Clarks Wallabees – the shoe for men who don’t want to wear shoes
We’ll send you a myFT Daily Digest email rounding up the latest Menswear news every morning.
What does Wes Anderson, 52, have in common with 30-year-old US rapper Tyler, The Creator? Or Justin Bieber with Samuel Beckett? All are wearers of Clarks Wallabees – a suede lace-up with a crepe sole and an instantly recognisable squared-off toe. Jony Ive, the 54-year-old former chief design officer of Apple, is a long-term devotee. The rapper Slick Rick, 56, got his first pair of black suedes in 1982: he has described them as an “extension of my persona”, which he says is “laidback, fly and original”.
Raheem Sterling, meanwhile, has been wearing Wallabees since he was seven: he sold slushies in the playground to pay for them. “My friends were wearing trainers, so I had to drop something cooler,” he says. The 26-year-old Manchester City and England midfielder even credits the style’s “unique” shape as enhancing his abilities. “I could get top kicking power and a crazy dip shot playing football in Wallabees at school,” he says.
The history of the Wallabee is as storied as its fan base. Lance Clark discovered the Cornish-pasty-shaped silhouette in Germany in the 1960s. He sought and obtained the rights to its design, assigning the then-failing Padmore & Barnes factory in Ireland primary responsibility for production. By 1971, the factory was exporting £1.5m of stock a year, amounting to 12,000 pairs per week. (At one point, Clark ran into trouble with US customs when he listed Wallabees on an export docket. Customs, taking the paperwork literally, organised cages, anticipating a shipment of live animals.)
The name, meanwhile, was reportedly coined in a New York bar. “It was very much on the back of a cigarette packet rather than a board meeting,” says Tim Crumplin, who looks after the 25,000 shoes in the Clark family’s archive. “Someone shouted ‘kangaroo’, as the moccasin toe looks like its pouch for the baby.” And so was born the Wallabee.
In 2020, this curiously shaped shoe became Clarks Originals’ bestselling style. James Frapwell, global head of marketing at Clarks Originals, notes that it has endured in popularity because it’s always been a “shoe for people who didn’t want to wear shoes”. Its success has also been helped by a long line of celebrity endorsements. The Wu-Tang Clan spawned a generation of Wallabee wearers Stateside, and in the UK they were the footwear of choice for followers of the mod, acid house and Britpop scenes. But few places have embraced the shoe quite as passionately as Jamaica. In 2010, Jamaican dancehall act Vybz Kartel released a song, “Clarks”, as an homage – in the music video, someone cleans a pair with a toothbrush. “No other brand comes close to Clarks in Jamaica,” says Raheem Sterling, who was born in Kingston. His mother takes suitcases full of Clarks back to family when she visits.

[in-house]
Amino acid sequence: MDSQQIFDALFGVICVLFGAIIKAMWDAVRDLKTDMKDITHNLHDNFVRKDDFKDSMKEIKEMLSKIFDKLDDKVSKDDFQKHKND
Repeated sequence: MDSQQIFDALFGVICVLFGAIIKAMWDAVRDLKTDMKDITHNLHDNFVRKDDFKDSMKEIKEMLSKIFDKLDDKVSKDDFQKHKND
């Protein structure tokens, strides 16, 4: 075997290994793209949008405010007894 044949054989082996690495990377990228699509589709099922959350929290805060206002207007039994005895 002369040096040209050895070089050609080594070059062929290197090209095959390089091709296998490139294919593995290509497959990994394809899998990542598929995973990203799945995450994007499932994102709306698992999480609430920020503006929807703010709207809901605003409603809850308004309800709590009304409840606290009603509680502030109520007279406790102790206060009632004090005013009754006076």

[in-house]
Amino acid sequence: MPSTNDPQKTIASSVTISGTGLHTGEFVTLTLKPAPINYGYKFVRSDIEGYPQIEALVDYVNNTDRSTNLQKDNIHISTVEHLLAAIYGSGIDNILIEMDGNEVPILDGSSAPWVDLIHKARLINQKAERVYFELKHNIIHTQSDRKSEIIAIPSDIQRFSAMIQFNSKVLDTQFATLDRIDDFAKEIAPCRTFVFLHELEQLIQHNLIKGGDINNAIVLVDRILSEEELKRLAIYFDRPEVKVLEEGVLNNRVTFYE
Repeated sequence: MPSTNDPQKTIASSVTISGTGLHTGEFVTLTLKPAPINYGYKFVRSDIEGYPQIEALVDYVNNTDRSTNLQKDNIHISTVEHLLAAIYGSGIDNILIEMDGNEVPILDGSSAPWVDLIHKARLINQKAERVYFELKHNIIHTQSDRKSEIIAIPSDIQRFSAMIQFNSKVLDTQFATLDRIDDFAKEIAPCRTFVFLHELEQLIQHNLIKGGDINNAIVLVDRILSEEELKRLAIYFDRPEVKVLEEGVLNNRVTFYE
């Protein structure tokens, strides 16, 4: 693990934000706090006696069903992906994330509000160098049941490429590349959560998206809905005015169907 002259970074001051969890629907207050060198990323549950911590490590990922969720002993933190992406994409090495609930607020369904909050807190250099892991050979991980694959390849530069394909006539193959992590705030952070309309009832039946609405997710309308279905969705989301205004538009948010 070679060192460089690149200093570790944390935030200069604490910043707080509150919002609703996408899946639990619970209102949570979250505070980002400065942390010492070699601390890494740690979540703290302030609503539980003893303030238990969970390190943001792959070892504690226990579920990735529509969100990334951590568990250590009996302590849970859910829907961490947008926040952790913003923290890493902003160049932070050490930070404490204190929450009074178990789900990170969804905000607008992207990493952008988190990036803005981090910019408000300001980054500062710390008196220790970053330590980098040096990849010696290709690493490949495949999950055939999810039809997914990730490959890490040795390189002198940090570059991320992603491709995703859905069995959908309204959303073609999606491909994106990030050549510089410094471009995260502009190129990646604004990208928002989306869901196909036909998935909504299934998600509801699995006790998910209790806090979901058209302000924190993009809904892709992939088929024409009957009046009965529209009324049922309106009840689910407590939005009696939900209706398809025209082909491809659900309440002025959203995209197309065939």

This latest resurgence is partly down to a slew of new collaborations: New York brand Aimé Leon Dore recently reinterpreted them in hues of tangerine and green. Supreme just dropped a baby-pink basketweave iteration. Both sold out.
“They’re just a bit smarter than a sneaker,” says Steven Carter, a thirtysomething IT consultant from Newcastle, who owns three pairs. As dress codes have shifted and comfort has become king, the Wallabee has hopped to the front of wardrobes as easy hybrid footwear that looks slick but feels like a slipper. Los Angeles-based artist Ben Crase recently picked up an olive suede pair from Goodhood; he describes them as “instantly comfortable but cool”. So cloud-like are they that he wears them in his studio.
Increasingly, the Wallabee is acceptable as formalwear as well. Jon Julio, a professional skater and founder of rollerblade brand Them Skates, wore a multicoloured version with a suit to a wedding. “They’re both casual and formal,” he says. Versatility is their selling point: retailers such as Mr Porter, Browns and Selfridges all picked up Clarks for the first time this year. Priced from £120, they’re an everyman product by luxury standards.
But perhaps it’s the lack of change that makes the Wallabee so alluring to younger shoppers. “For all intents and purposes, the shoe hasn’t changed,” says Crumplin. Each pair is still crafted on original lasts using suedes from the same Leeds-based tannery. “The most important thing is the toe shape.”
Recent Wallabees releases include a vegan-suede version and a hiker iteration equipped with a Vibram sole – ideal for the fashion-conscious city-dweller who still enjoys the countryside. And, as offices reopen, they’re a natural choice to ease the transition into business dress. Carter, the IT consultant, has worn his to chair meetings. “I don’t wear a tie any more and have replaced my blazers with a sweater, so the Wallabee is more appropriate.”
Get alerts on Menswear when a new story is published